If you only work with one blog, you may find that you really don’t need to use client software; the web interface may very well be sufficient to meet your needs. If, on the other hand, you manage and/or contribute to multiple blogs, a blogging client can be a huge timesaver. It can be especially useful if you use blogs for course management.
Currently I need to post regularly to several different blogs, three of which are for this semester’s classes. A lot of the information posted to each of my class blogs is standard for all of my courses: office hours, how to contact me, general course policies, and the like. I also use the blogs to notify students of campus events I think might be of interest to them. These announcements likewise need to be posted to all of my class blogs.
To be sure this kind of information appears everywhere it needs to, I could open a browser tab for each blog, type the necessary information, copy it, and paste it into each blog’s editing window. I find it much faster, however, to use a blogging client that is capable of dealing with multiple blogs. Such a client allows me to write and publish a post (or a page). Once that’s done, if I need the same information on another of my blogs, all I need to do is grab hold of the post, drag it onto the name of the next blog I need to appear on, and hit the publish button. I find that it’s much quicker than working with the web interface.
Each of the clients I’m familiar works a little differently, but all support the major blogging platforms such as WordPress (including WordPress.com, Edublogs, and self-hosted installations), Blogger, MoveableType, and TypePad. There are multiple options, depending on whether you prefer a standalone client or something that integrates with a browser.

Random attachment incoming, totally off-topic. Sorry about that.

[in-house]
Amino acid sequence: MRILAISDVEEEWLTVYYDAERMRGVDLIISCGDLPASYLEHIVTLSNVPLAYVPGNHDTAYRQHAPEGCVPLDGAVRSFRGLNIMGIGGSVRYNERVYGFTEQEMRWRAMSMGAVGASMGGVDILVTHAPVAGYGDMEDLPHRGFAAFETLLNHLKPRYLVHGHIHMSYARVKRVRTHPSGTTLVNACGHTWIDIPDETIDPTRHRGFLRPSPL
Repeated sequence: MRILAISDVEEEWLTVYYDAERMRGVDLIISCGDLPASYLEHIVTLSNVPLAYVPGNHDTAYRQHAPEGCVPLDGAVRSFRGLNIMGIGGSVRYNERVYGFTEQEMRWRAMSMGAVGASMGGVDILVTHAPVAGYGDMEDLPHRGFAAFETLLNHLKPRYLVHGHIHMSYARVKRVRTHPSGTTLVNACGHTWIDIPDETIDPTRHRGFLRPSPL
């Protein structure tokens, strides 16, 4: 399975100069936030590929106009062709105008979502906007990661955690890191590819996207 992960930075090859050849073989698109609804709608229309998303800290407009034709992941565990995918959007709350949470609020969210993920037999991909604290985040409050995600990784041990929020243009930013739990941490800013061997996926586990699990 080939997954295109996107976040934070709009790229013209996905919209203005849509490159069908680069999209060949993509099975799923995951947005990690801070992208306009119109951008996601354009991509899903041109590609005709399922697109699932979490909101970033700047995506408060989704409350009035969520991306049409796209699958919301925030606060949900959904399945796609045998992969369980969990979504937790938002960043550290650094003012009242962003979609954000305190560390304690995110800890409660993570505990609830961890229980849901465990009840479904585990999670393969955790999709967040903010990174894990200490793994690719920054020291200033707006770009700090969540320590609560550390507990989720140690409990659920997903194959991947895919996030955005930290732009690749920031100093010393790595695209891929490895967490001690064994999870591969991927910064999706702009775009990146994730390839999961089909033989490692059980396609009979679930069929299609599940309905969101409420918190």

I’m aware of four standalone clients (there may very well be others):
- Ecto (a paid client for Mac; there’s a Windows version available, but it hasn’t been updated in over two years as far as I can tell)
- MarsEdit (a paid Mac client)
- Windows Live Writer (Windows only, free)
- Qumana (free; available for Windows, Mac, and Linux; it appears to be intended primarily for commercial bloggers)
ScribeFire is a FireFox extension, so it works wherever FireFox does: i.e., Windows, Mac, and Linux.
Flock is also available for Windows, Mac, and Linux. It’s a social media-oriented browser, with built-in blogging capabilities.
If you regularly work with multiple blogs, it may well be worth your while to experiment with one of these.